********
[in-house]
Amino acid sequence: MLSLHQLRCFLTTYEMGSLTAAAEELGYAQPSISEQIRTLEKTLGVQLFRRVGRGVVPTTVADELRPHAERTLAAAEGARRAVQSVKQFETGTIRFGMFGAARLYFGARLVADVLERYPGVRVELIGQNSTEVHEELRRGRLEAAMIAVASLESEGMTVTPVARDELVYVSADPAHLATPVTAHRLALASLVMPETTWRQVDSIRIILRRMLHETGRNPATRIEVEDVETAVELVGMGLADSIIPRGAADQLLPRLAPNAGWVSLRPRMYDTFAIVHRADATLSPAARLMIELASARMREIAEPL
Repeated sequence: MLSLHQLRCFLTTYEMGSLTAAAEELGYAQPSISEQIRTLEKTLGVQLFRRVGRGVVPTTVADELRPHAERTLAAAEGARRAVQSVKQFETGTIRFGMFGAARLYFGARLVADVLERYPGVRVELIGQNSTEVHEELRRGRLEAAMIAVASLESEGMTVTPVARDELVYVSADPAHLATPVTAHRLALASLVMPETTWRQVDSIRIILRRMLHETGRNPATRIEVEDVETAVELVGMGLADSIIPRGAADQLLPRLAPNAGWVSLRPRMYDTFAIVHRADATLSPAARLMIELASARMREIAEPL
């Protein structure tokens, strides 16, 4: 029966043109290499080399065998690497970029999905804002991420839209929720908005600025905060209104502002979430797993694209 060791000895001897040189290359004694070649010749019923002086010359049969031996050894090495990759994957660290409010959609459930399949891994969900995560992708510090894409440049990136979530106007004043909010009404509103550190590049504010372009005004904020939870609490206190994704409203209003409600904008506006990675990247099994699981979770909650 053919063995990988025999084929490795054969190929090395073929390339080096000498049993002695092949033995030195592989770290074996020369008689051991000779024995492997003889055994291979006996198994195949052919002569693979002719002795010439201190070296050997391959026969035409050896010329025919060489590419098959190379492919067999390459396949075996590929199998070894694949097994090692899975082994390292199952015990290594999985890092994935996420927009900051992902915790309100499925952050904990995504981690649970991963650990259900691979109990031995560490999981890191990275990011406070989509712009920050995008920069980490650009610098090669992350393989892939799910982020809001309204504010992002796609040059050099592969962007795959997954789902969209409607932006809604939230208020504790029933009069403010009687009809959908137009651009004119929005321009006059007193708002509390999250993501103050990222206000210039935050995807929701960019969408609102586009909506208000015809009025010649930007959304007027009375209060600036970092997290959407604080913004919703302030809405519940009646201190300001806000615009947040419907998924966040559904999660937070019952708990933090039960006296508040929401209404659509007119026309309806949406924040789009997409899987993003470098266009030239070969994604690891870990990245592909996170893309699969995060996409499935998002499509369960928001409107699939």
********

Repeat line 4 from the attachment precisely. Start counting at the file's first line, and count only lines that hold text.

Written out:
């Protein structure tokens, strides 16, 4: 029966043109290499080399065998690497970029999905804002991420839209929720908005600025905060209104502002979430797993694209 060791000895001897040189290359004694070649010749019923002086010359049969031996050894090495990759994957660290409010959609459930399949891994969900995560992708510090894409440049990136979530106007004043909010009404509103550190590049504010372009005004904020939870609490206190994704409203209003409600904008506006990675990247099994699981979770909650 053919063995990988025999084929490795054969190929090395073929390339080096000498049993002695092949033995030195592989770290074996020369008689051991000779024995492997003889055994291979006996198994195949052919002569693979002719002795010439201190070296050997391959026969035409050896010329025919060489590419098959190379492919067999390459396949075996590929199998070894694949097994090692899975082994390292199952015990290594999985890092994935996420927009900051992902915790309100499925952050904990995504981690649970991963650990259900691979109990031995560490999981890191990275990011406070989509712009920050995008920069980490650009610098090669992350393989892939799910982020809001309204504010992002796609040059050099592969962007795959997954789902969209409607932006809604939230208020504790029933009069403010009687009809959908137009651009004119929005321009006059007193708002509390999250993501103050990222206000210039935050995807929701960019969408609102586009909506208000015809009025010649930007959304007027009375209060600036970092997290959407604080913004919703302030809405519940009646201190300001806000615009947040419907998924966040559904999660937070019952708990933090039960006296508040929401209404659509007119026309309806949406924040789009997409899987993003470098266009030239070969994604690891870990990245592909996170893309699969995060996409499935998002499509369960928001409107699939």